Williamston Solar Power Information & Peak Sun Hours
Solar Green Energy Summary for Williamston, South Carolina
Fixed Tilt Sunlight Hours: 5.8 hours per day
1-Axis Tilt Sunlight Hours: 6 hours per day
2-Axis Tilt Sunlight Hours: 6.7 hours per day
Peak sun hours are a vital measurement to understand when considering the installation of solar panels. Peak sun hours are not the same as total sunlight hours because not every hour of sunlight during the day has enough strength and solar insolation to qualify as a peak sun hour. The rule of thumb is that a peak sun hour is when the intensity of the sun that is hitting your solar panel is providing at least 1,000 watts per square meter. This is an arbitrary number, but it is a number where most solar panels will be producing an efficient output and not underperforming due to sunshine that is not strong enough or direct enough.
Knowing that the latitude of Williamston is 34.6 can be helpful for understanding total sunlight hour variance. As you approach the equator latitude approaches zero. The closer the latitude is to zero, the more consistent the daily sunlight hours are throughout the year. Total sunlight hour consistency simply makes planning for your solar power needs easier, but it is certainly not a requirement.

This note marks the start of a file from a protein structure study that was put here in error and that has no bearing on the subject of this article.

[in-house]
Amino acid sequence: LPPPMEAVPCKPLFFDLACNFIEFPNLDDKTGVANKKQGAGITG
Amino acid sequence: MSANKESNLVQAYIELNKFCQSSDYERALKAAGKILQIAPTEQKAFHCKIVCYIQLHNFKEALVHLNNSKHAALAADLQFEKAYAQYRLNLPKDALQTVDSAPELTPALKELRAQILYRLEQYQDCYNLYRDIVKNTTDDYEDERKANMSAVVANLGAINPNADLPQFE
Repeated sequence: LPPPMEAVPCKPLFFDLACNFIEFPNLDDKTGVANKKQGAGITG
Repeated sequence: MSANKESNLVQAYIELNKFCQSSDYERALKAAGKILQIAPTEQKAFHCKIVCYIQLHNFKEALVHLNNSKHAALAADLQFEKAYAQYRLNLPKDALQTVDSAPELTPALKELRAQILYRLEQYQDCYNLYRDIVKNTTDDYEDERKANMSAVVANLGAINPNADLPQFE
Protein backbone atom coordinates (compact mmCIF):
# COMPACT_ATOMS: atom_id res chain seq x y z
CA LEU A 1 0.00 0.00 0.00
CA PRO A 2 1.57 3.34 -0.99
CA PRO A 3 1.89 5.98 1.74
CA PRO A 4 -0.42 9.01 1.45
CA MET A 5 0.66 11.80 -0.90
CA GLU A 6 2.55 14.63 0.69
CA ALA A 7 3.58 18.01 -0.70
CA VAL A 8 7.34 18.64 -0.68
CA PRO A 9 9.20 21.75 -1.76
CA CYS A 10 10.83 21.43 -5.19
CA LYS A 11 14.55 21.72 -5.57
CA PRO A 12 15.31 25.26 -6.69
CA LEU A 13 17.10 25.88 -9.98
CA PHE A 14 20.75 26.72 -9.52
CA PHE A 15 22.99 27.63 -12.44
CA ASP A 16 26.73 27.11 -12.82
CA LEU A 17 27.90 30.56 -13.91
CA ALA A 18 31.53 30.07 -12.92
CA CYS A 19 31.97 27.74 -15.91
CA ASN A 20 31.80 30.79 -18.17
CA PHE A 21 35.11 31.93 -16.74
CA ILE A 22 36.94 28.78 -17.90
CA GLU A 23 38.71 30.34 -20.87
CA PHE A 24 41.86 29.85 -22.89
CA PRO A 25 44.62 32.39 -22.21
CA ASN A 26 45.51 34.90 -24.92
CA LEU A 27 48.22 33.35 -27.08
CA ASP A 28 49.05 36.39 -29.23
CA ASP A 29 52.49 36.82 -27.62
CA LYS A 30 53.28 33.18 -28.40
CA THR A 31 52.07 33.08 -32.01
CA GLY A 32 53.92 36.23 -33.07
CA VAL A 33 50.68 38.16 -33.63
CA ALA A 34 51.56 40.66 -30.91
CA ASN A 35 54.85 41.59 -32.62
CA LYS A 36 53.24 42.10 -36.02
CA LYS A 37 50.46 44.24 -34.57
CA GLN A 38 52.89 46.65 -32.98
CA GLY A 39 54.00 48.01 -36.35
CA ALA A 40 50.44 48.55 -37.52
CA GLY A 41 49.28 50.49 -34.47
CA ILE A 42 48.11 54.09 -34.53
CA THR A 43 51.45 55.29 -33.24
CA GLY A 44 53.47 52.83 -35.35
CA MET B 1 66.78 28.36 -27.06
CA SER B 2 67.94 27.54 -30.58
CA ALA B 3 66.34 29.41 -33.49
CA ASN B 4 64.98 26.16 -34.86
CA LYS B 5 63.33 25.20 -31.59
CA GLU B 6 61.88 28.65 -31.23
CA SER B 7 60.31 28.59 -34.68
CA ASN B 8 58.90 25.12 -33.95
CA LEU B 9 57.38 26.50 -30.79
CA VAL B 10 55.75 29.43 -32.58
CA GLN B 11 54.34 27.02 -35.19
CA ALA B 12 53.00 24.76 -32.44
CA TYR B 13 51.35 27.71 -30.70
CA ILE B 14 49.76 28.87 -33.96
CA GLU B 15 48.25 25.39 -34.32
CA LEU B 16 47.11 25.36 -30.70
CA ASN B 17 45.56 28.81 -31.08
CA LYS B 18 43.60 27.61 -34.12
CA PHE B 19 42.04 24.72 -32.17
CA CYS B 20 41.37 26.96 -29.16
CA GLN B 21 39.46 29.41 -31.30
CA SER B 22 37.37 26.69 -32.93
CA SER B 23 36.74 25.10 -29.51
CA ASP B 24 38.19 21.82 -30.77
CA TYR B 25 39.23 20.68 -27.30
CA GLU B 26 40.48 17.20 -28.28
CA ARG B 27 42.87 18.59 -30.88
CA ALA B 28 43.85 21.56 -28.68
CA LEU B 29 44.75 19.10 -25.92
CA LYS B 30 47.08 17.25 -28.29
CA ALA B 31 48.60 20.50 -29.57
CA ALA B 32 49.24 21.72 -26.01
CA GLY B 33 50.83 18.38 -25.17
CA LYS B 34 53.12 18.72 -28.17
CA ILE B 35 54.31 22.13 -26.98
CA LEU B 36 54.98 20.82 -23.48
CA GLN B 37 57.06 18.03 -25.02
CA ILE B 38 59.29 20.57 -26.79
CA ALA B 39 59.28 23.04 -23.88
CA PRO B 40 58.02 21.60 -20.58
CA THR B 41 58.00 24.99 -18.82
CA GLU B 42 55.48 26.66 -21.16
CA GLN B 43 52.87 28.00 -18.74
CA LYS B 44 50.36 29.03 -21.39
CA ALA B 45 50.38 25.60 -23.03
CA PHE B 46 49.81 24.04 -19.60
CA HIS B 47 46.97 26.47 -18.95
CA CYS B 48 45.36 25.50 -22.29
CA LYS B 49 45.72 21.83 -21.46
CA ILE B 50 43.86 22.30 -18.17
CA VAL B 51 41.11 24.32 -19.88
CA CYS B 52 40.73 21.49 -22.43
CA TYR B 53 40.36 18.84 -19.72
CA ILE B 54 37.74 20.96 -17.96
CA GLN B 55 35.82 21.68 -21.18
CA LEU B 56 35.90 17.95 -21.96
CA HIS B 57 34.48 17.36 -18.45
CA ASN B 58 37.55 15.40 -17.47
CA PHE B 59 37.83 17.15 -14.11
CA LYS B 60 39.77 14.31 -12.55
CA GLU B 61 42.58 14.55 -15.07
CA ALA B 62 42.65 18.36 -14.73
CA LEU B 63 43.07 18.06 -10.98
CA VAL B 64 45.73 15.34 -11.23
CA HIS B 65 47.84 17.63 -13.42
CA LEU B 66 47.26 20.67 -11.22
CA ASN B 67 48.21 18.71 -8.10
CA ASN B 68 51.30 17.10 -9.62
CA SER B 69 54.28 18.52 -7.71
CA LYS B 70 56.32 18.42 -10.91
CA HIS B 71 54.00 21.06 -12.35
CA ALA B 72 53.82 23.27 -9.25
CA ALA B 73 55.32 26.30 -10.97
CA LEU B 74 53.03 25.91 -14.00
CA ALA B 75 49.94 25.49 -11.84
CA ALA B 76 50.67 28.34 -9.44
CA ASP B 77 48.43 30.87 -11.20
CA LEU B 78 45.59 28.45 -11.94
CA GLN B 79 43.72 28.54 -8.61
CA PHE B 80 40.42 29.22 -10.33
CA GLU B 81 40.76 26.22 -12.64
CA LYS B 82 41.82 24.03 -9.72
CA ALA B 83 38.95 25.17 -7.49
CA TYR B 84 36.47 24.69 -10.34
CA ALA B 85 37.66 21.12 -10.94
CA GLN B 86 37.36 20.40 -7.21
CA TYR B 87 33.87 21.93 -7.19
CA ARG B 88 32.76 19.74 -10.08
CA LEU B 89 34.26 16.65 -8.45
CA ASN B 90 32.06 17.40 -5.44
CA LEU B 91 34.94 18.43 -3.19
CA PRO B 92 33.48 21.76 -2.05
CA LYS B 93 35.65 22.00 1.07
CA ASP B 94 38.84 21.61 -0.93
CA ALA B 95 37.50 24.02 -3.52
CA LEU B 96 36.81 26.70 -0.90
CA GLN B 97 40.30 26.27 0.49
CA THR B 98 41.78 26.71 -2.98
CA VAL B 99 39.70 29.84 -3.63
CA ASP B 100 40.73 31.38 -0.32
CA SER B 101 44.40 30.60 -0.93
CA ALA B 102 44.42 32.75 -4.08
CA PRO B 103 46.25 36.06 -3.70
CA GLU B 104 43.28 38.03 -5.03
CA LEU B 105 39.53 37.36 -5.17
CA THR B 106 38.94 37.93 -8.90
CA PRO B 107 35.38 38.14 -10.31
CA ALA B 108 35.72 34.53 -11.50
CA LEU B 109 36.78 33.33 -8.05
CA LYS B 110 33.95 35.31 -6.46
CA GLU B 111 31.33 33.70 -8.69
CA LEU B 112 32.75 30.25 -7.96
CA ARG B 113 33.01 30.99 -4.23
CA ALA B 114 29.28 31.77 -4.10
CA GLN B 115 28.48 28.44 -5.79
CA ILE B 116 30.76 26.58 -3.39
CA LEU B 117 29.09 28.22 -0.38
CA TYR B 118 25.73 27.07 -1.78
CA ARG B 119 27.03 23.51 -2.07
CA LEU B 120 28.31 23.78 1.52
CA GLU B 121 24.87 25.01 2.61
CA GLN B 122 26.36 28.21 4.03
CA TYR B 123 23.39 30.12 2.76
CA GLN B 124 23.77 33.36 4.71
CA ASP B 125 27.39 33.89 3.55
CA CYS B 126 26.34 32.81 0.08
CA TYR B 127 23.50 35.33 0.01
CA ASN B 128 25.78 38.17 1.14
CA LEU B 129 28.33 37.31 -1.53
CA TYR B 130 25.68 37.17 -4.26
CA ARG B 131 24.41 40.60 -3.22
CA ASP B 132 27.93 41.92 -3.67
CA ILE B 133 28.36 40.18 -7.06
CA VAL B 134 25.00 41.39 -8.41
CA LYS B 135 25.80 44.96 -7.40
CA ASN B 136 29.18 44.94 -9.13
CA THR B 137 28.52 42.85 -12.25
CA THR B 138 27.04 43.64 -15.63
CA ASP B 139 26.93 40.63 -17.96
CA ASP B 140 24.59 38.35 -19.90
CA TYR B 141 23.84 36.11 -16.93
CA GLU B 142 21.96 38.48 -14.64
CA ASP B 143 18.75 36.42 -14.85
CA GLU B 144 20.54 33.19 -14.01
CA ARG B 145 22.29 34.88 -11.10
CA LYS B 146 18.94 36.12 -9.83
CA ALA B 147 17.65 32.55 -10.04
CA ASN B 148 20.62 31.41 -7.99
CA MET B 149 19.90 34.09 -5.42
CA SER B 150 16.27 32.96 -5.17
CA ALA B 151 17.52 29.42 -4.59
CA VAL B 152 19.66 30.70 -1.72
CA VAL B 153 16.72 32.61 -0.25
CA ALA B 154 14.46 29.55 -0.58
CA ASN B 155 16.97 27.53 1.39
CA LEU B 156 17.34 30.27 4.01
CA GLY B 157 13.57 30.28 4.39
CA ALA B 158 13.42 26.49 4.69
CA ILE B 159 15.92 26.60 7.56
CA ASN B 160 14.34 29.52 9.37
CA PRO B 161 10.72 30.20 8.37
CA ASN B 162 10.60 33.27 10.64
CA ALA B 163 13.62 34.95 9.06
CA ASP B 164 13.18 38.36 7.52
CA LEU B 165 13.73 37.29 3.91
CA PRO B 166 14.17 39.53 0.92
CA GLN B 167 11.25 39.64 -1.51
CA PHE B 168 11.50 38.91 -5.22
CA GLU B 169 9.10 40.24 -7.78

Throughout the day the sun obviously moves throughout the Williamston sky. The suns position in the sky also changes throughout the year with the seasons. A fixed solar panel does not accommodate for these changes. However, a 1-axis panel rotates and follows the sun’s path during the day. A 2-axis panel both follows the sun’s daily path as well as the seasonal differences
The sun is a great ball of gas that rises and sets every day that the earth rotates while in orbit around the sun. Barring any major disasters this is a very predictable occurance every day. Latitude helps predict this even more, narrowing it down to the minute for sunrise and sunset. But some things aren’t as predictable that will greatly influence the efficiency of solar panels. Weather and cloud coverage for example can greatly diminish peak sun hours on any given day. Thick storm clouds will block a high percentage of the sun's rays, resulting in lower output of your solar panels. Weather needs to be factored into deciding when to use your system, or how much output one expects to get.
By taking the latitude of Williamston one can get a close estimate of the amount of average peak sun hours per day for the geographical area. It varies with technology and the type of solar panel mount you use, but for a fixed mount solar panel in Williamston one can expect close to 5.8 average peak sun hours per day. With a 1-axis tracking mount you would get 6 hours per day, and 6.7 hours per day with a 2-axis tracking mount that tracks the sun everywhere in the sky.